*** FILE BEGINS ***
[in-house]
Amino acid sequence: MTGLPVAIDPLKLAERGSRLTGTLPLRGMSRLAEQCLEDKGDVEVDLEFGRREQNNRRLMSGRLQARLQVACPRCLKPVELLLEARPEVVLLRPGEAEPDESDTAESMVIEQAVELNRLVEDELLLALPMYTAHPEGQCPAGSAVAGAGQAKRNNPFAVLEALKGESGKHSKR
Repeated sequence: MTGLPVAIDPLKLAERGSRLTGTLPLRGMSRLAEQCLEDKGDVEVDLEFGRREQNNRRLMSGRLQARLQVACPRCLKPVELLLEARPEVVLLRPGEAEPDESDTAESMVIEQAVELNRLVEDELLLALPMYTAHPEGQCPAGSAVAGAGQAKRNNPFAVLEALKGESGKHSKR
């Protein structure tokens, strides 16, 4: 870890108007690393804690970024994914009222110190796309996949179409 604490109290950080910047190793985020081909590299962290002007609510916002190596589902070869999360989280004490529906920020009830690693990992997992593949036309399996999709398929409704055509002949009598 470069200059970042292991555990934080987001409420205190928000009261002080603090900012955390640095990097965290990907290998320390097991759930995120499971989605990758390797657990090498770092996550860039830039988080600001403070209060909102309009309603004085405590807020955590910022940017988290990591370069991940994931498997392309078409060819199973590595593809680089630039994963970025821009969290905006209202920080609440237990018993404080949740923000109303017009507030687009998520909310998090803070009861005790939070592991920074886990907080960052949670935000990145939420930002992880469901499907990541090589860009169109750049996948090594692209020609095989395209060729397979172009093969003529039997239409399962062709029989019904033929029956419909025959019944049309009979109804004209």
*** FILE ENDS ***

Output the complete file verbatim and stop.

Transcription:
[in-house]
Amino acid sequence: MTGLPVAIDPLKLAERGSRLTGTLPLRGMSRLAEQCLEDKGDVEVDLEFGRREQNNRRLMSGRLQARLQVACPRCLKPVELLLEARPEVVLLRPGEAEPDESDTAESMVIEQAVELNRLVEDELLLALPMYTAHPEGQCPAGSAVAGAGQAKRNNPFAVLEALKGESGKHSKR
Repeated sequence: MTGLPVAIDPLKLAERGSRLTGTLPLRGMSRLAEQCLEDKGDVEVDLEFGRREQNNRRLMSGRLQARLQVACPRCLKPVELLLEARPEVVLLRPGEAEPDESDTAESMVIEQAVELNRLVEDELLLALPMYTAHPEGQCPAGSAVAGAGQAKRNNPFAVLEALKGESGKHSKR
């Protein structure tokens, strides 16, 4: 870890108007690393804690970024994914009222110190796309996949179409 604490109290950080910047190793985020081909590299962290002007609510916002190596589902070869999360989280004490529906920020009830690693990992997992593949036309399996999709398929409704055509002949009598 470069200059970042292991555990934080987001409420205190928000009261002080603090900012955390640095990097965290990907290998320390097991759930995120499971989605990758390797657990090498770092996550860039830039988080600001403070209060909102309009309603004085405590807020955590910022940017988290990591370069991940994931498997392309078409060819199973590595593809680089630039994963970025821009969290905006209202920080609440237990018993404080949740923000109303017009507030687009998520909310998090803070009861005790939070592991920074886990907080960052949670935000990145939420930002992880469901499907990541090589860009169109750049996948090594692209020609095989395209060729397979172009093969003529039997239409399962062709029989019904033929029956419909025959019944049309009979109804004209």